He's followed by Riley Watts, also with a solo. In Zauberer, which means “wizard” in German, Watts coils and contorts seamlessly around himself. His control is more awe-inspiring than any magic spell, but Zauberer is a little cold. Watts dances so effortlessly that it looks tossed-off. It would be exciting to see such an accomplished artist reveal more vulnerability. 

When the light comes up on the Rock Dance Collective performers in Cleo Mack's Exhibit, all the audience sees are quivering earth-toned blobs, the dancers' bulbous costumes purposely obscuring their torsos. Though this quasi Broadway jazz number in heels is a charming break, it's also the least coherent dance of the evening. Committed and entertaining, the performers dash around to Julie Andrews' rendition of “I Feel Pretty.” But if there's a joke beyond the poor-taste implication that awkward bodies can't be pretty, it's not obvious.

A woman in jeans and a t-shirt smiles and brings her hands up near her chest with her elbows out.

Christal Brown/INSPIRIT's Steps and Stages; Photo: Yi-Chun Wu 

In Steps and Stages, Christal Brown, director of Christal Brown/INSPIRIT, performs a solo that breaks the fourth wall. She talks, most memorably, about how choreographers are always making “pieces,” but never a whole, and at this point in her life, she's ready to invest in that whole. Unfortunately, Brown talks more than she dances, and it feels over-rehearsed, especially unfolding against her rippling gestures and footwork. Her work is a literal artistic statement, but she might consider making the audience work a little harder.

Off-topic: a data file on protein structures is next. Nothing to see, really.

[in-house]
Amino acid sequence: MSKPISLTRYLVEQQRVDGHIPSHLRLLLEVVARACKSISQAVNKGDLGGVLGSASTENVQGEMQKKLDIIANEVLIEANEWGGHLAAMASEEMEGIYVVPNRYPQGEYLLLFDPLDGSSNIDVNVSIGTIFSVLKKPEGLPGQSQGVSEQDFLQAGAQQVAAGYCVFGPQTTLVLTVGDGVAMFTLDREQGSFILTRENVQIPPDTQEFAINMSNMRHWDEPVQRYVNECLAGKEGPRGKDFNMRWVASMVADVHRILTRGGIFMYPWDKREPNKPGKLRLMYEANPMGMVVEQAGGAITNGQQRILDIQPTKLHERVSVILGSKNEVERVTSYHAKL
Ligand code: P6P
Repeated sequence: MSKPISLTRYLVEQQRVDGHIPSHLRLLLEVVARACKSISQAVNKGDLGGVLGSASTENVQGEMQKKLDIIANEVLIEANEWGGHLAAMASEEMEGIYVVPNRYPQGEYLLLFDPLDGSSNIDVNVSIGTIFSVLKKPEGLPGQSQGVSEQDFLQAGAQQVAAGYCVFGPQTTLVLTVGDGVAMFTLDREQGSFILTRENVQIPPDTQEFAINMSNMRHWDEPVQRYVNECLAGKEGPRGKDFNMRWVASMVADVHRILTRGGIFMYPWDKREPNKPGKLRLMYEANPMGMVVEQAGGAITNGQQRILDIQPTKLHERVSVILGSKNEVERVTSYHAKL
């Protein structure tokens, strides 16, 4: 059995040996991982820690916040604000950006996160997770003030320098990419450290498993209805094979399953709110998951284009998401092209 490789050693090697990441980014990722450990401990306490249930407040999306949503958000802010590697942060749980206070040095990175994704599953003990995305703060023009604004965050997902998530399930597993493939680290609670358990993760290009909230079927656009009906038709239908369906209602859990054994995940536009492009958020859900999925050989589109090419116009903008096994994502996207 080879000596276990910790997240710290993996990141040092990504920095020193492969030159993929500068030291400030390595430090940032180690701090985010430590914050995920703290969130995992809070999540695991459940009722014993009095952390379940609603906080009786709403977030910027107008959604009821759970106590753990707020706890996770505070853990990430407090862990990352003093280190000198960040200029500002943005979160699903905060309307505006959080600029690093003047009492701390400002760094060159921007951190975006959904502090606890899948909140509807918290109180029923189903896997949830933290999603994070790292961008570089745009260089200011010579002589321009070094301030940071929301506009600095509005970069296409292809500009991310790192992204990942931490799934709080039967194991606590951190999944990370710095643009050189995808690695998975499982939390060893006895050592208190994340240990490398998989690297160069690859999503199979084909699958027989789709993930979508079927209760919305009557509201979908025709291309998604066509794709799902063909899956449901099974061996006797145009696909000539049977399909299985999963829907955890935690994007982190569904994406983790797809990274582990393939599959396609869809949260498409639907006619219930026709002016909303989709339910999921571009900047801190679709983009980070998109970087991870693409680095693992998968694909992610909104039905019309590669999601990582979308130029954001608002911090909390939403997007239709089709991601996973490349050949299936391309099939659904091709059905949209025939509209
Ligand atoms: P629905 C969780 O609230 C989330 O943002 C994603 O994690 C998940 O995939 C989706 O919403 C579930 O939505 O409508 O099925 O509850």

In the only tap number of the evening, Subject: Matter dance company performs Ian Berg's We Fear for Your Life. The dancers have swag and technical flair, and their army-green costumes evoke the entertainers of World War II. The music is Bert the Turtle's treacly “Duck and Cover,” a 1951 PSA song that taught children about violent attacks. We Fear for Your Life takes a modern turn, though, when one dancer starts to grimace instead of grin, and stomps far more aggressively than his fellow performers. Eventually, he seems to crack under the pressure of keeping up appearances.

Three dancers pop out behind another performer. The central figure wears a suit and tie and swimming fins on their feet.

dendy/donovan projects' Made in America (Excerpt); Pictured: Chris Bell, Stephen Donovan, Maurice Ivy, Mei Yamanaka; Photo: Yi-Chun Wu 

Tsiambwom M. Akuchu's Every Man (Alright) opens with Akuchu standing on a block, facing the audience. It's an unsettling image that suggests both an auctioneer’s block and a winner's pedestal. Every Man is tense, and Akuchu uses both stillness and explosive movement to equally powerful effect.

The last piece of the evening, dendy/donovan projects' excerpt from Made in America is the least successful. The central clown figure, Stephen Donovan, talks about American exceptionalism and colonialism in a muffled, difficult-to-understand voice. Dressed in red, white and blue costumes, three other dancers, all people of color, noodle around the stage without direction. It's unlikely that dendy/donovan projects meant to reinforce racial power dynamics. But it's not a great look to position an active, purposeful central character against non-white performers who lack a clear role onstage.

The Dance Enthusiast Shares IMPRESSIONS/ our brand of review and Creates Conversation.
For more IMPRESSIONS, click here. For Part One of Joe's Pub, click here.